I am writing a technical research article.
I have an experiment where precision can be easily determined (bid-ask spreads for the economists). Calculating some formula twice based on the precise observation of the upper bound and the lower bound does change the results (obviously) and is not negligible, but it does not negate the theory that is underlying. That is, the effect of the measurement error is clearly visible, but in general the theory can still be accepted.
How do i express this in a concise way?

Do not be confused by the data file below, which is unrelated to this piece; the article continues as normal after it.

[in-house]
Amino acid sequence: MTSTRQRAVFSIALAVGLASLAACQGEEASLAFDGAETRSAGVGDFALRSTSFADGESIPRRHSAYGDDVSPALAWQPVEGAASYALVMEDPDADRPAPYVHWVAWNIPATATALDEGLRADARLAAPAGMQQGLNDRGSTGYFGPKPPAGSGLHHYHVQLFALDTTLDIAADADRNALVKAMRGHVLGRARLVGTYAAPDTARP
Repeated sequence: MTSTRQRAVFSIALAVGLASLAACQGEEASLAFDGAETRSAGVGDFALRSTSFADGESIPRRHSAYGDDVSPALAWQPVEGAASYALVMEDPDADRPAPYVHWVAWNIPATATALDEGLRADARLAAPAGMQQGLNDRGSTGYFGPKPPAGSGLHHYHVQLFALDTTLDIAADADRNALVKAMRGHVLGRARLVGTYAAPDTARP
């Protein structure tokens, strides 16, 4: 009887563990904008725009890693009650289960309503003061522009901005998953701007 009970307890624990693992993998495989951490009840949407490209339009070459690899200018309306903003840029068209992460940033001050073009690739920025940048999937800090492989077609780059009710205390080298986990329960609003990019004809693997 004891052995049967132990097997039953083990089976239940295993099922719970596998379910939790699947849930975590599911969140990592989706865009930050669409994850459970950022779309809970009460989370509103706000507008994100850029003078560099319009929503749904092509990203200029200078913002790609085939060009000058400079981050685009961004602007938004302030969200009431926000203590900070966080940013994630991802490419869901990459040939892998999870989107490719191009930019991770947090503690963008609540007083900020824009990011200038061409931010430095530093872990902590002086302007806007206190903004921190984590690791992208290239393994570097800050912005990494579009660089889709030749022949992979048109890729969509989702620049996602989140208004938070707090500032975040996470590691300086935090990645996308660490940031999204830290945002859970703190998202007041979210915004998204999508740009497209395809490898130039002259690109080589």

edit: Per request, more details.
I can observe market values, but with limited precision. I only observe two values, bid and ask, and the true value lies between those. Calculating measurements using bid-values gives me different results than using ask-values. Both results confirm the theory I'm testing. The difference exists, but it does not fundamentally change the conclusion that the theory itself can be confirmed.
Is there a concise expression for 'confirms, but not as strongly' or 'doesn't negate, but differences are considerable'?
I guess it is obvious why I need a concise expression...